The NIH Research Education Program (R25) supports research education activities in the mission areas of the NIH. The overarching goal of this R25 program is to support educational activities that encourage individuals from diverse backgrounds, including those from groups underrepresented in the biomedical and behavioral sciences, to pursue further studies or careers in research.
To accomplish the stated over-arching goal, this FOA will support creative educational activities with a primary focus on:
• Research Experiences
• Mentoring Activities
• Curriculum or Methods Development
Western SARE Call for Proposals (Deadline: varies)
Western SARE has three Calls for Proposals open:
• Research and Education Pre-Proposal
• Professional Development
• Research to Grassroots
Research & Education:
This grant program involves scientists, agricultural producers, and others using interdisciplinary approaches to advance sustainable agriculture at local and regional levels. With the collaboration of producers, projects must integrate rigorous research and education aiming to advance the three components of sustainable agriculture- environmental, economic, and social- and use innovative educational outreach to disseminate new knowledge to students, producers, and other agricultural stakeholders. Research and Education projects are limited to $350,000 for up to three years. Research and Education Pre-Proposals will be reviewed according to the criteria included in the Call for Pre-Proposals. Applicants of successful submissions will be notified prior to the full-proposal competition and be invited to submit a full proposal for this program.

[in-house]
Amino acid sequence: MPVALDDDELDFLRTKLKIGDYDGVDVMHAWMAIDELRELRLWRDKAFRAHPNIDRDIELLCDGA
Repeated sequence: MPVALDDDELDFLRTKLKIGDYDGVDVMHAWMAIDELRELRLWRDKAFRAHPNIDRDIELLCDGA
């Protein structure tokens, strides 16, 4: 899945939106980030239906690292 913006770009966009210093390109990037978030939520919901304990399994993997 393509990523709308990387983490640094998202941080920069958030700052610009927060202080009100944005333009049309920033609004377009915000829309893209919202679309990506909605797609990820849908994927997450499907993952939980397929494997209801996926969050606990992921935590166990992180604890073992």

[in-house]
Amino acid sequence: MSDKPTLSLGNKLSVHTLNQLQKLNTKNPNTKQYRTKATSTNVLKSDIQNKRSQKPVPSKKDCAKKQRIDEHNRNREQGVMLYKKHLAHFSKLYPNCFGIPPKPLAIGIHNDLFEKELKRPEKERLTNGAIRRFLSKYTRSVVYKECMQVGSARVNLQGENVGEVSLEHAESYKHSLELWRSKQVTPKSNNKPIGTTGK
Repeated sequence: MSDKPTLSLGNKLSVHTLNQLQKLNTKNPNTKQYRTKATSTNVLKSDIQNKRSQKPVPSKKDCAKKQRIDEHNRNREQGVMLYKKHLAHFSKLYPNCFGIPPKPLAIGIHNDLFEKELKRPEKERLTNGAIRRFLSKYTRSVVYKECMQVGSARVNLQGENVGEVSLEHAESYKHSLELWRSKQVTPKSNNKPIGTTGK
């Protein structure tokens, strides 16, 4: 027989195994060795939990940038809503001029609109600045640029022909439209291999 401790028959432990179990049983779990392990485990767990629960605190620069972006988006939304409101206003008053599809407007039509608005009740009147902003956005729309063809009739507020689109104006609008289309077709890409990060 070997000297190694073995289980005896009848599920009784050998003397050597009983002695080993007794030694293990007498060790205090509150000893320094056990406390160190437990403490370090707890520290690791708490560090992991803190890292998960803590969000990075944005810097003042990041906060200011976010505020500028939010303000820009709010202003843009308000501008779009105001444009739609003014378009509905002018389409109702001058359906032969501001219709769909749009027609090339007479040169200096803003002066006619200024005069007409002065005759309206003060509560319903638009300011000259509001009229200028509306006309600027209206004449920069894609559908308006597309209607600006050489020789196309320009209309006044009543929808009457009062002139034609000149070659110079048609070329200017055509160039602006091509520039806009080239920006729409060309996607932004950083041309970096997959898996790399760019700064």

This grant program focuses on training agricultural professionals to help them spread knowledge about sustainable agriculture concepts and practices. PDP Grants are limited to $75,000. Grants can run for up to three years, with the final year to be focused on project evaluation.
Research to Grassroots: